Despite reporting massive growth, accurate valuation of Internet companies continues to be hard to pin down. At least this was the sentiment expressed at the Australian Information Industry Association's recent business briefing -- the Rise and Rise of E-Corporations.
Speaking at the meeting was management consultant George Riedel, principal of McKinsey & Company. Riedel said that due to "big market-cap growth" shown by Internet companies "but no revenue", there is a large disparity between analysts' evaluations of these companies.
"Is this some new form of alchemy or is there something real here?" asked Riedel, explaining people are forced to rationalise the way Internet companies should be valued. "But you don't have to break the laws of physics to get there," he said.
Douglas Carlson, managing director of Internet startup GreenGrocer.com.au, also addressed the capacity AIIA briefing. He claims that as the Internet continues to create new business models, distribution remains the major driving force on which the future success of companies is hinged.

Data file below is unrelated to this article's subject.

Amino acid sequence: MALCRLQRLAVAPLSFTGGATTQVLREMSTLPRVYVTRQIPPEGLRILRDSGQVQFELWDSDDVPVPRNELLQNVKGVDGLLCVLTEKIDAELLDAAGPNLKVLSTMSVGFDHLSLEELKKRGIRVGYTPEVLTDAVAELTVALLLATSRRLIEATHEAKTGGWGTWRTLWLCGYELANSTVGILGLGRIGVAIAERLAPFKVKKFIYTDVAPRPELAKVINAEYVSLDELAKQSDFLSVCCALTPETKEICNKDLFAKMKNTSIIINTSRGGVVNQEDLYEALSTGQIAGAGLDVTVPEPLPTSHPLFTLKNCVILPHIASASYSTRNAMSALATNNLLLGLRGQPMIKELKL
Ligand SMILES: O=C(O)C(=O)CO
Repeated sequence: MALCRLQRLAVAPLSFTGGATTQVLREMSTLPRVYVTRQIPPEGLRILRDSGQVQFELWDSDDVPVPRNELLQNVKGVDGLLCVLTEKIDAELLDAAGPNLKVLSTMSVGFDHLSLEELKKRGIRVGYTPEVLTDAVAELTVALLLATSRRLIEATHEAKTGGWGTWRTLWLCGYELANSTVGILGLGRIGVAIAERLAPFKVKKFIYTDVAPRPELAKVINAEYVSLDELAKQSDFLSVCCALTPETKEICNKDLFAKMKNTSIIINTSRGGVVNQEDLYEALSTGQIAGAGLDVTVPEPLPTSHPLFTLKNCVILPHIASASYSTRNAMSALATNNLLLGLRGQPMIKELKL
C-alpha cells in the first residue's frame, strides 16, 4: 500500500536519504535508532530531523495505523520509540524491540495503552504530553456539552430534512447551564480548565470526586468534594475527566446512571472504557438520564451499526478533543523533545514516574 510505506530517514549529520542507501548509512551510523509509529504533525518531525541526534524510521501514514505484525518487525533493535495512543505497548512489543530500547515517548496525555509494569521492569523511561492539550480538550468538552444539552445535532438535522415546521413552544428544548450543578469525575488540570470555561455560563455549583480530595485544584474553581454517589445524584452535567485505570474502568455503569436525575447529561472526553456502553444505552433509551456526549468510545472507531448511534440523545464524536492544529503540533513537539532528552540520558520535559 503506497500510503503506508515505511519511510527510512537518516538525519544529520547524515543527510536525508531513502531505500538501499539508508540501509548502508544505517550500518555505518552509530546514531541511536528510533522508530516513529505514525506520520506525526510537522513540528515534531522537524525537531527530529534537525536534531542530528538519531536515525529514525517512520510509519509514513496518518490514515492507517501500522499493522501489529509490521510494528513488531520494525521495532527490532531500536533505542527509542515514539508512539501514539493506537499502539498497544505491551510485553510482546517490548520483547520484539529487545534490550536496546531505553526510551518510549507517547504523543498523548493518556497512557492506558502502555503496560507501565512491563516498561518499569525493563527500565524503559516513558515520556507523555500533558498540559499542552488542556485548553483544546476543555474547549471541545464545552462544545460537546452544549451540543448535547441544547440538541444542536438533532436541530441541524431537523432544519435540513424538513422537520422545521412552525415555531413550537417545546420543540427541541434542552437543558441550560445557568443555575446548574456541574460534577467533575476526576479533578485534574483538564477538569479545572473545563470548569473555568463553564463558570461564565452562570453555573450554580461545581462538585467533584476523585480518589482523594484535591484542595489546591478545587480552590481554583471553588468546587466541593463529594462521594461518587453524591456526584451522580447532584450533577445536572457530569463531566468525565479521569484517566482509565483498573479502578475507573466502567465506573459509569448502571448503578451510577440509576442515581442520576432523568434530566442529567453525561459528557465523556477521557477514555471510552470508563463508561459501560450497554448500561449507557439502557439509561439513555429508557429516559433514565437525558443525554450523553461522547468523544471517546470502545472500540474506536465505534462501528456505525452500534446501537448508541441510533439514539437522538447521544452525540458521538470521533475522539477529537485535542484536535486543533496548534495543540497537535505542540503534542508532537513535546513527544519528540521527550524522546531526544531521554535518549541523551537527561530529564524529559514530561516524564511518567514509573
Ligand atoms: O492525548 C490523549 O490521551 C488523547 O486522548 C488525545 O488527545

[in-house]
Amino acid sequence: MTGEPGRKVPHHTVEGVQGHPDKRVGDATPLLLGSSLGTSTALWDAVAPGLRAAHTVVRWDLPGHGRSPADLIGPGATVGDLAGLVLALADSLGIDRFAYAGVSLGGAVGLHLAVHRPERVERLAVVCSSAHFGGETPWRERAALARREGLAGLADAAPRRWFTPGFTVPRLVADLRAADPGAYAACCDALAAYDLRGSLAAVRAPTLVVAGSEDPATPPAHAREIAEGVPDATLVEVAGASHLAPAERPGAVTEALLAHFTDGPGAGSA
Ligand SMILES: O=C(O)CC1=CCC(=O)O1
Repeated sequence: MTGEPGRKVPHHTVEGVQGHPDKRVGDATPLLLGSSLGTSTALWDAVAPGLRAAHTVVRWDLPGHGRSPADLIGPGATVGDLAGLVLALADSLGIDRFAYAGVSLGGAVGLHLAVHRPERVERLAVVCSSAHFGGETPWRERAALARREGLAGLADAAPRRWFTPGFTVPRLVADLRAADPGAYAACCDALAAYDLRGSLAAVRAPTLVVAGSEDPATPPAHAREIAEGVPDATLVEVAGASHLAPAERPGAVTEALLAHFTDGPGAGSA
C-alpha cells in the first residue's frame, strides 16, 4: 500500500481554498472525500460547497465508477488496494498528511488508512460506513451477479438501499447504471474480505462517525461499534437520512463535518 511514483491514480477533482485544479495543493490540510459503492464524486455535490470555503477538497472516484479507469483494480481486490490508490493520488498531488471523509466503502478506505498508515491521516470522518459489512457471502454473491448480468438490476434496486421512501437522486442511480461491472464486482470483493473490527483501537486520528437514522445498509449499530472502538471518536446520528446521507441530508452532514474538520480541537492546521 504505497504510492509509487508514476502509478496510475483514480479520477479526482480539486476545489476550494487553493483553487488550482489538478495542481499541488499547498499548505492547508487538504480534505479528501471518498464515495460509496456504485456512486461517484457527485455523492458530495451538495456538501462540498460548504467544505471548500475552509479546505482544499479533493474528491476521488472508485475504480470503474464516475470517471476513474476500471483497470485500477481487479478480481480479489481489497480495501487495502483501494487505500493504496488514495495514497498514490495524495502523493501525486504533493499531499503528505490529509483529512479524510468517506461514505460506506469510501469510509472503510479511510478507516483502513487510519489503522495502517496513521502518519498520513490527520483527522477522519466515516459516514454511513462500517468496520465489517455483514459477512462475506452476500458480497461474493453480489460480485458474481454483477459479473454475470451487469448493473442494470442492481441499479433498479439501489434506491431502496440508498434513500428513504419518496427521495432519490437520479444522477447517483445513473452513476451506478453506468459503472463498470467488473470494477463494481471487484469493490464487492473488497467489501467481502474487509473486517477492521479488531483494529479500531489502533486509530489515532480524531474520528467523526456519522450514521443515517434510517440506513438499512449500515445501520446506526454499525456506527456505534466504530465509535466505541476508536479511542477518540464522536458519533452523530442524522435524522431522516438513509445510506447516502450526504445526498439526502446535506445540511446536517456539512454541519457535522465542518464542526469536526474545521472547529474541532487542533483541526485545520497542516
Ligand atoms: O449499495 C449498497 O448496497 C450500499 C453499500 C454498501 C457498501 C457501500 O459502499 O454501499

Like groceries, "computers are perishable", said Carlson, who went so far as to say a company's existing distribution models -- that include bricks-and-mortar assets -- are going to become "a liability in the future".
E-corporations are also recognising the emerging power of online consumers, claims David Tonkin, managing director of Travel.com.au. He said there is a growing trend for customer "self-service", catered to by Internet companies.
Tonkin claimed specific industry-based niche and specialist e-companies are more likely to succeed online than Web portal-based non-specific retailing -- such as Yahoo -- because people are reluctant to buy online when they don't know where the money or purchasing information is going.